The Metropolitan Police have released a video that they claim shows comparative stopping distances between a police mountain bike equipped with front and rear brakes, and one with no brakes at all.
The video was made public alongside a press release issued yesterday following the conclusion of the trial at the Old Bailey of cyclist Charlie Alliston.
But it raises a number of questions about the methodology used by the Met to conduct their stopping distance tests.
• Was the police rider an experienced fixed gear cyclist? A number of those who have watched the police video suggest the rider in the video does not appear to be experienced at riding that type of bike.
• Did the police test Alliston's bike with and without a front brake to find out what the exact difference in stopping distances would have been?
• Did they test another rim braked bike with thinner road tyres? The police bike is heavier and has fatter tyres which should help it stop in a shorter distance than a lighter bike with thinner tyres.
• Did the police perform multiple runs to establish an average stopping distance?
Alliston, aged 20 and from Bermondsey, was acquitted yesterday of the manslaughter of 44-year-old Kim Briggs, who died from head injuries sustained as the pair collided on London’s Old Street.
However, he was found guilty of causing bodily harm by wanton and furious cycling, and could face jail when he is sentenced next month, with the offence carrying a maximum penalty of two years’ imprisonment.
It is unclear whether the video released by the Metropolitan Police is the same as one shown to a jury at the trial last week, and we are seeking clarification on that issue and the others raised above. As at the time of publication of this article, we had not received a reply.
During the trial, the Crown did not dispute that Mrs Briggs had stepped out into the road in front of Alliston.
Instead, one of the central pillars of their case was that his bike – a fixed-wheel Planet X track model – did not have a front brake.
Not only did that mean it was not legal for use on the road, but it was argued that if it had been equipped with one, he may have been able to stop in time, or at least that the collision, during which their heads clashed, would have been less severe.
While Alliston was described in court as a former courier – more recently, he has been working as a scaffolder – it is unclear how experienced or skilled he was at riding a fixed-gear bike, although it appears he had been doing so for at least a year before the fatal collision.
Caspar Hughes, who is on the co-ordinating group of campaign organisation Stop Killing Cyclists, told road.cc: “If Charlie Alliston had a front brake Kim Briggs might still have been here regardless of whether she looked before she walked out or not.
“But this terrible case highlights the double standards in how the national press report fatalities by drivers compared to people riding bikes.”
Hughes is a highly experienced fixed-wheel bike rider. He spent a decade as a cycle courier in London, before founding roller racing business Rollapaluza, which celebrates its tenth birthday this week.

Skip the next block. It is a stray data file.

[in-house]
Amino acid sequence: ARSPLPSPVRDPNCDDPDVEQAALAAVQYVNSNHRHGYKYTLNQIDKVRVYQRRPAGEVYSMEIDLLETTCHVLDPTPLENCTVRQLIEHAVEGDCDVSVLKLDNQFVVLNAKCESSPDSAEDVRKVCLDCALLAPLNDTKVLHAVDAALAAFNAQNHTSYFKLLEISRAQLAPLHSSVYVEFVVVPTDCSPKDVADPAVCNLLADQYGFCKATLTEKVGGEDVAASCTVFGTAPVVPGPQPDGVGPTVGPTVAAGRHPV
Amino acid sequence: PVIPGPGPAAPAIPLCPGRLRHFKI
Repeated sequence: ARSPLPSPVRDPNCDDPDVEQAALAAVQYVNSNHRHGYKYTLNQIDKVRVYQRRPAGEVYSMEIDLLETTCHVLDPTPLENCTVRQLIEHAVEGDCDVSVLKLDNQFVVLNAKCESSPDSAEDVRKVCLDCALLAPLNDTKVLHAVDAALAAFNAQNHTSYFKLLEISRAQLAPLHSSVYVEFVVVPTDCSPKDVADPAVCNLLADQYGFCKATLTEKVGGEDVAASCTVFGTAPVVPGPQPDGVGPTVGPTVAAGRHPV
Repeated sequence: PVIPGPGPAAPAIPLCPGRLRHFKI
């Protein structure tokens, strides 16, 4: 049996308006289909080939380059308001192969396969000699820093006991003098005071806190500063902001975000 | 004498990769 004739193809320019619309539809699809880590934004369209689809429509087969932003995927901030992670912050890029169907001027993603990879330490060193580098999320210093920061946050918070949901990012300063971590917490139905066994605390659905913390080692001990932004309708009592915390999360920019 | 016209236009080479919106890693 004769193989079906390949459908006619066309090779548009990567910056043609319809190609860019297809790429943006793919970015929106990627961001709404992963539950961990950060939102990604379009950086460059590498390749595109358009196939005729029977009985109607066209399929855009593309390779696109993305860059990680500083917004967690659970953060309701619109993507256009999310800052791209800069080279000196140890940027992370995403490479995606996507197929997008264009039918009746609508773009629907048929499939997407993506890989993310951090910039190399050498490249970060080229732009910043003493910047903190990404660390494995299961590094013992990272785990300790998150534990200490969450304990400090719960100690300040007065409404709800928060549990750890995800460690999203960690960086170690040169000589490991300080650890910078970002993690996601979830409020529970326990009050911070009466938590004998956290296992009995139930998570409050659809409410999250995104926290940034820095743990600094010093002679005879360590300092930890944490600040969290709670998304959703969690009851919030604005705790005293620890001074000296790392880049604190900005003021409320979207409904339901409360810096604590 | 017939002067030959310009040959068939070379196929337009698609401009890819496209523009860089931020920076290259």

We asked him his opinion of the distance it took the second cyclist to stop in the video.
He said: “It is hard to gauge how experienced the rider in the police video is at bringing his bike to a dead stop, but I know I can bring my bike to a halt much quicker than he did using nothing but the drive train.”
Evidence presented by the police at the trial suggested that Alliston had been riding at 18mph and was 6.53 metres from Mrs Briggs when she stepped into the road.
It was claimed that his braking distance was 12 metres but would have been 3 metres had his bike had a front brake fitted – something that Martin Porter QC, writing in the Guardian Bike Blog, said “is frankly absurd.”
Porter, a club cyclist and cycling advocate who has represented cyclists and their families in a number of cases, said that based on a formula in the book Bicycling Science by MIT emeritus professor David Wilson, the stopping distances here would have been 13.5 metres with no front brake, and 6.5 metres if one were fitted.
It’s worth noting, though, that in the police video, the first bike is indeed shown stopping after 3 metres, albeit from a slower speed of 15mph, and it is a different kind of bike to the one Alliston was riding and has two brakes.
Porter also made the point, as others have done, that the braking distance for a car being driven at 20mph – the location where the crash happened – is 12 metres, according to the Highway Code, and that in those circumstances, as well as in this case, reaction time also needed to be factored in.
Simon has been news editor at road.cc since 2009, reporting on 10 editions and counting of pro cycling’s biggest races such as the Tour de France, stories on issues including infrastructure and campaigning, and interviewing some of the biggest names in cycling. A law and languages graduate, published translator and former retail analyst, his background has proved invaluable in reporting on issues as diverse as cycling-related court cases, anti-doping investigations, and the bike industry. He splits his time between London and Cambridge, and loves taking his miniature schnauzer Elodie on adventures in the basket of her Elephant Bike.